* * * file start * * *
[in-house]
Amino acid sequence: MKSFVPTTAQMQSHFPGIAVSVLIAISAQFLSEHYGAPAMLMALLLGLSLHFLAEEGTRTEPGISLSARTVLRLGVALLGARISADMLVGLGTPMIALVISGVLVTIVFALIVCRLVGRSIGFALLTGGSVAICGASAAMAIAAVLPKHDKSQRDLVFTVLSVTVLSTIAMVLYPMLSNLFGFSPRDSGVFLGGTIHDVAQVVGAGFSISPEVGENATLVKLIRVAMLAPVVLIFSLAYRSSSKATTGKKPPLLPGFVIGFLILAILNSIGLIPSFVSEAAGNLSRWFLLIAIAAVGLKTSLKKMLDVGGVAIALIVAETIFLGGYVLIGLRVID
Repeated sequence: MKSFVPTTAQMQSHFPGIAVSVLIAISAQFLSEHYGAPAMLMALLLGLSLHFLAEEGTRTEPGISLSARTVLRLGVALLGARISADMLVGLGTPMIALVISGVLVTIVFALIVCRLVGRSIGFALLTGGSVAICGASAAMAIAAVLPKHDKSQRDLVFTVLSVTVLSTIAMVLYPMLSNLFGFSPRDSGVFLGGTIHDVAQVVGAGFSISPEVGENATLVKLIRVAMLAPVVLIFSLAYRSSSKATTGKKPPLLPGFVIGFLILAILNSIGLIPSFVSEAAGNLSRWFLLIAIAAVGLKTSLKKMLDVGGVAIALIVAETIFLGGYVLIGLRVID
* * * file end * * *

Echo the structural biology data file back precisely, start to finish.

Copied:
[in-house]
Amino acid sequence: MKSFVPTTAQMQSHFPGIAVSVLIAISAQFLSEHYGAPAMLMALLLGLSLHFLAEEGTRTEPGISLSARTVLRLGVALLGARISADMLVGLGTPMIALVISGVLVTIVFALIVCRLVGRSIGFALLTGGSVAICGASAAMAIAAVLPKHDKSQRDLVFTVLSVTVLSTIAMVLYPMLSNLFGFSPRDSGVFLGGTIHDVAQVVGAGFSISPEVGENATLVKLIRVAMLAPVVLIFSLAYRSSSKATTGKKPPLLPGFVIGFLILAILNSIGLIPSFVSEAAGNLSRWFLLIAIAAVGLKTSLKKMLDVGGVAIALIVAETIFLGGYVLIGLRVID
Repeated sequence: MKSFVPTTAQMQSHFPGIAVSVLIAISAQFLSEHYGAPAMLMALLLGLSLHFLAEEGTRTEPGISLSARTVLRLGVALLGARISADMLVGLGTPMIALVISGVLVTIVFALIVCRLVGRSIGFALLTGGSVAICGASAAMAIAAVLPKHDKSQRDLVFTVLSVTVLSTIAMVLYPMLSNLFGFSPRDSGVFLGGTIHDVAQVVGAGFSISPEVGENATLVKLIRVAMLAPVVLIFSLAYRSSSKATTGKKPPLLPGFVIGFLILAILNSIGLIPSFVSEAAGNLSRWFLLIAIAAVGLKTSLKKMLDVGGVAIALIVAETIFLGGYVLIGLRVID